Notice of Privacy Practices
Patricia DeJesus, Clinical Social Work/Therapist
480 North Street, Middletown, NY 10940
Notice of Privacy Practices
This notice of Privacy Practices describes how I may disclose your Protected Health Information (PHI) to carry out treatment, help you file for insurance payment and for other purposes that may be required by law. It also describes your rights to access and control your PHI (i.e., any information that may identify you and that relates to your past, present or future physical or mental health and/or related health care services which I may have on file or have direct knowledge of.) I will ask you to sign a consent form allowing me to use this information should the need arise.
I am required by law (i.e., the 2003 Federal Health Insurance Portability and Accountability Act and later revisions) to maintain the privacy of your PHI and to follow the terms of this notice. The terms of the notice may be revised as needed to reflect future changes in the law, which will then apply to all PHI that I maintain at that time. I will provide you a copy of any revised notices by posting a copy on my website (www.secondchancecounselingny.com) or if you request, by mailing or giving you one directly to you.
How I may disclose health information about you.
Treatment: As you know, I need to collect some of your PHI in order to provide you with effective psychotherapy. With your consent, I may disclose your PHI for the purpose of coordinating or managing your health care treatment with a physician or other healthcare provider should this become necessary and be beneficial to you.
Insurance Payment: I may need to disclose some of your basic PHI so that you may receive reimbursement for payments you make to me for my services (assuming I am an out -of-network provider and you choose to file a claim). Examples of payment-related activities may include reviewing with your insurance company the services provided to you to help them determine medical necessity or undertaking utilization review activities when your insurance company requires it.
Required by Law: Under the law I must make limited disclosures to the Secretary of the Department of Health and Human Services for the purpose of investigating or determining my compliance with the Privacy Rule should they demand I do so.
Use and Disclosures of PHI Not Requiring Consent or Authorization: There are a limited number of situations in which the law and the ethical standards of my profession compel me to disclose information about you without your consent or authorization. These include:
1) Suspected child or elder abuse or neglect must be reported.
2) A serious threat of physical violence against oneself (self-harm) or a reasonably identifiable victim or victims (harm to other(s)) must be reported to law enforcement and/or the threatened person(s).
3) A court order (which would follow my attempting to contact you about the request and you waiving your right to challenge the release of any information to the court. Depending upon the situation, such challenges may be successful, and no information is released. Other times, some information is ordered to be released. In which case, I must comply with this court order and release the information.)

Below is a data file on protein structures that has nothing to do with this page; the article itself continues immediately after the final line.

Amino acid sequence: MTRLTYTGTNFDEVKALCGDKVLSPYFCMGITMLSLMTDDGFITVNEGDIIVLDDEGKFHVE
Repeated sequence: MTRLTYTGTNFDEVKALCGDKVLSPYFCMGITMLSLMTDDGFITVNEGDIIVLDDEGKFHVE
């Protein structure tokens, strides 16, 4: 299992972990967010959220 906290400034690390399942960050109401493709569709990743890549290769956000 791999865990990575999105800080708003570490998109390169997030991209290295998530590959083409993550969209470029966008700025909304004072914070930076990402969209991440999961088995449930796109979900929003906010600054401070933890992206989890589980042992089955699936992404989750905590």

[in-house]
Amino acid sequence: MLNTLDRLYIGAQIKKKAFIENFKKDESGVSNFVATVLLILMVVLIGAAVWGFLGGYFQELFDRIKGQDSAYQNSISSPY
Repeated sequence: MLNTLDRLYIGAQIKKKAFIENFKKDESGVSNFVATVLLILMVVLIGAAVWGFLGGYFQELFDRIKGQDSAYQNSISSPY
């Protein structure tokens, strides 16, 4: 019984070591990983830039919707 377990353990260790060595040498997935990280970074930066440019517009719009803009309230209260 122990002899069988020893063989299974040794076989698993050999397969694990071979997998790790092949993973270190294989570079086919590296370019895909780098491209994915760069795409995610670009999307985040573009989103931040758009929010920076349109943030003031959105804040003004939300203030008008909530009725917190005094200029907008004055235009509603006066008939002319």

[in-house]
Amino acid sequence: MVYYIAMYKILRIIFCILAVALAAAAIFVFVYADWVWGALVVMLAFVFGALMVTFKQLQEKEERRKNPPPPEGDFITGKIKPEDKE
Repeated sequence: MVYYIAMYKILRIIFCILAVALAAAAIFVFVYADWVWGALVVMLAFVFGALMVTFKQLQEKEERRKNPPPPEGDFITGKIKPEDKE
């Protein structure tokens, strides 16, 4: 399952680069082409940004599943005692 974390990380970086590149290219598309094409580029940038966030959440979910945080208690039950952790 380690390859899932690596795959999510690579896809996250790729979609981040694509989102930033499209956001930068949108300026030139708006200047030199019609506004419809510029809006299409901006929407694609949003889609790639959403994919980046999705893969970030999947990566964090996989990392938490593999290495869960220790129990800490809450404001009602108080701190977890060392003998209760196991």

4) Mandatory government agency audits or investigations, such as the New York Licensing Board for counselors that issues and maintains my license may require release of certain information.
Your rights regarding your protected health information.
You have the following rights regarding the PHI I maintain about you. To exercise any of these rights please submit your request to me in writing as I will need to document this request.
You have the right to inspect, review and to copy the PHI I have on file. Your right to inspect and copy PHI will be restricted only in those situations where there is compelling evidence that access would cause harm to you. I may charge a reasonable, cost-based fee for providing these copies.
You have the right to amend the records I maintain. If you believe that the PHI I have about you is incorrect or incomplete, you may ask me to amend the information. In certain cases, I may deny your request.
You have the right to request a restriction of your protected health information. You may ask me not to use or disclose any part of your PHI for treatment, payment, or health care operations. Your request must state the specific restriction requested and to whom you want the restriction to apply. By law, I am not required to agree to your request (e.g., cases of child or elder abuse as discussed above).
You have the right to an accounting of disclosures of your PHI that I make. No accounting is made for release of PHI disclosed by authorization. I may charge a reasonable fee if you request more than one accounting in any12 month period.
You have the right to file a complaint if you believe that I have violated your privacy rights. You can file a complaint with the Secretary of the Department of Health and Human Services at www.hhs.gov. All complaints must be in writing. Filing a complaint will not change the treatment I provide you in any way.
If you have any questions regarding this notice or have questions about my health information privacy policies, please contact me (see contact information above).
For more information about HIPPA, go to: